Southern heritage group fights to keep battle flag on license plates

FILE This Thursday May 2, 2002 file photo shows a sample of the Sons of Confederate Veterans specialty Virginia state license plate in Richmond, Va. Virginia Gov. Terry McAuliffe said Tuesday, June 23, 2015 that he's moving to have the Confederate flag banished from state license plates in the wake of a massacre at a black church in Charleston, South Carolina. (Mark Gormus/Richmond Times Dispatch via AP)

RICHMOND, Va. (WRIC) — A southern heritage group says it is going to federal court to keep the confederate battle flag on Virginia license plates.

The Sons of Confederate Veterans want to stop the state from wiping the flag’s image off of the plates. In June, Governor Terry McAuliffe called the flag “unnecessarily divisive and hurtful.” As attitudes turn against the flag, some say the SCV is fighting a losing battle.

Dexter Oliver is a longtime member of Virginia’s division of the group. He says several of his ancestors served in the war. “their blood is on the soil of the state of Virginia.”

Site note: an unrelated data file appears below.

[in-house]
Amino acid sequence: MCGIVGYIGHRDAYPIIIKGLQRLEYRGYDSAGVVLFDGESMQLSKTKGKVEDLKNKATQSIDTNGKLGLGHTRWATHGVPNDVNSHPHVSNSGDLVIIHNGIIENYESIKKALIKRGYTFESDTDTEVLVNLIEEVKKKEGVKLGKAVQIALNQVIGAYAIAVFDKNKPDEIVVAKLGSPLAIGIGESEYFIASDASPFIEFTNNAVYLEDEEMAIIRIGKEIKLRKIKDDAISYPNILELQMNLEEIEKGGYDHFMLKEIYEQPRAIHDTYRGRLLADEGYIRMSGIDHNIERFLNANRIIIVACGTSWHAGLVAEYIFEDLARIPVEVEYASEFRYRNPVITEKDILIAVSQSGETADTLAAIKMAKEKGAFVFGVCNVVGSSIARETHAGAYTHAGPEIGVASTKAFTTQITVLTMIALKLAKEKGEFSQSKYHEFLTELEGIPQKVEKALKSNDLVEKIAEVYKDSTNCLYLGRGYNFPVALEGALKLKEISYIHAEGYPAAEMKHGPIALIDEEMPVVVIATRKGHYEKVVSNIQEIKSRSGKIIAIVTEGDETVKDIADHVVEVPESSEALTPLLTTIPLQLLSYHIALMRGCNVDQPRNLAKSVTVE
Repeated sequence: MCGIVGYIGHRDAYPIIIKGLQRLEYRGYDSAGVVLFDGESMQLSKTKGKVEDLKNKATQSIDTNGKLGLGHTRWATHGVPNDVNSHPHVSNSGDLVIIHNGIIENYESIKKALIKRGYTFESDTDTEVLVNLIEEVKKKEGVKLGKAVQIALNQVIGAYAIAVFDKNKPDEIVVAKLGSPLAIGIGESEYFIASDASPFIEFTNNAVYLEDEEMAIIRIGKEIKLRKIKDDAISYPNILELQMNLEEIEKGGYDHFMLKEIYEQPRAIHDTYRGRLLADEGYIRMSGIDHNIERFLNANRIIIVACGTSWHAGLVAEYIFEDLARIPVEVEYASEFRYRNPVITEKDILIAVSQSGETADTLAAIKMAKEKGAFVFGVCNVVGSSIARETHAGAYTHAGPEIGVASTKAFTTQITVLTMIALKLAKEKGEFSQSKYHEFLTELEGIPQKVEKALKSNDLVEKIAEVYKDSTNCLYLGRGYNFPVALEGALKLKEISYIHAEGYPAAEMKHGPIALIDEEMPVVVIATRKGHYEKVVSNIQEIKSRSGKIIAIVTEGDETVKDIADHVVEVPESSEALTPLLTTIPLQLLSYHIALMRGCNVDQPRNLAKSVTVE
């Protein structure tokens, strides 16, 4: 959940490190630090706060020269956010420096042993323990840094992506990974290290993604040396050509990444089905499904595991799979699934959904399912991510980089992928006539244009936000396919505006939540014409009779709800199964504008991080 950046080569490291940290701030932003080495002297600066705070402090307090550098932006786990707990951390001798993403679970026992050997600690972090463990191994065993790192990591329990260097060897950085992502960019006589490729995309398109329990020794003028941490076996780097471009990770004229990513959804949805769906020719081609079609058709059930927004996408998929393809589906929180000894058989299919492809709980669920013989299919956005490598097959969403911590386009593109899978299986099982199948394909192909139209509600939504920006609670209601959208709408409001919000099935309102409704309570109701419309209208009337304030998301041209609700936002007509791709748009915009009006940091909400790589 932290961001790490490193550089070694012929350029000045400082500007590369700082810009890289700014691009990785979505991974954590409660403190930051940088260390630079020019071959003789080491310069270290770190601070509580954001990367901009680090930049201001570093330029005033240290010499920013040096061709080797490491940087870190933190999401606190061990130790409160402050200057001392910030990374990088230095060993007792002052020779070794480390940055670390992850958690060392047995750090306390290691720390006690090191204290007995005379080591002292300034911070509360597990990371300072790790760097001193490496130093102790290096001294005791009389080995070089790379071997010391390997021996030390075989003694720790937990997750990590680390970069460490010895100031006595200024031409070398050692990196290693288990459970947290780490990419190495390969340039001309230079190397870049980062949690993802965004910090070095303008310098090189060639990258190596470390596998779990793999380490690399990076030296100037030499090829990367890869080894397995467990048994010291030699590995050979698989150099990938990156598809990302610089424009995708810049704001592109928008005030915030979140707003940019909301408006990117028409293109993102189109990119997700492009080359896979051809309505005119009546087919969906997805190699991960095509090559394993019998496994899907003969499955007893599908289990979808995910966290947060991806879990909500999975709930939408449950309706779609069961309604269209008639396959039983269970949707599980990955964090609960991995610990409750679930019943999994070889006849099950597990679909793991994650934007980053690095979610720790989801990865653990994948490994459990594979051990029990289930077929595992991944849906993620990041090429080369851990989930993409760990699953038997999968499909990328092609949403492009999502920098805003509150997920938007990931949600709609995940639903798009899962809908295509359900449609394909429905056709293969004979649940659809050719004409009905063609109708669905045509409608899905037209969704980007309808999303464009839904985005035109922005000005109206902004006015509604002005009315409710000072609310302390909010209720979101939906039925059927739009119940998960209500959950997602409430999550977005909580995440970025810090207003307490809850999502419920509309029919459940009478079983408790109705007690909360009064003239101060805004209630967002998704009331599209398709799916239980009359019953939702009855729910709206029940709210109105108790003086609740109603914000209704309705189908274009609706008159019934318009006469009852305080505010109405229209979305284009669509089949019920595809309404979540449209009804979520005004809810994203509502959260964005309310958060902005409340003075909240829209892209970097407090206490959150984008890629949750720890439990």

On July 9, the Virginia division of Sons of Confederate Veterans filed a response to a motion from attorney general Mark Herring, who called on the state to abandon a 2001 court order that allowed the confederate battle flag on state plates. To members like Oliver, having the image removed would be an affront to his family legacy.

“Our ancestors answered the call in the state of Virginia and defended it. They went to war for four years for it.”

To others, the flag has become a symbol of terror.

“This is a psychological symbol to a black person,” explained Richmond activist Evandra Catherine. “They see it and they see fear. They were told their parents and grandparents were slaves, and they saw this flag when the KKK came in with it flying high on their vehicles.”

Now decorating the bumpers of vehicles, the specialty license plates have been issued by the DMV for 14 years. Oliver says in spite of his group’s stance, he knows the plate’s days may be numbered.

“I would prefer to see the plates left as they are but the legal tide is against us,” said Oliver.

A hearing on Herring’s motion to rescind the plates is scheduled for July 31 in Danville, Virginia.

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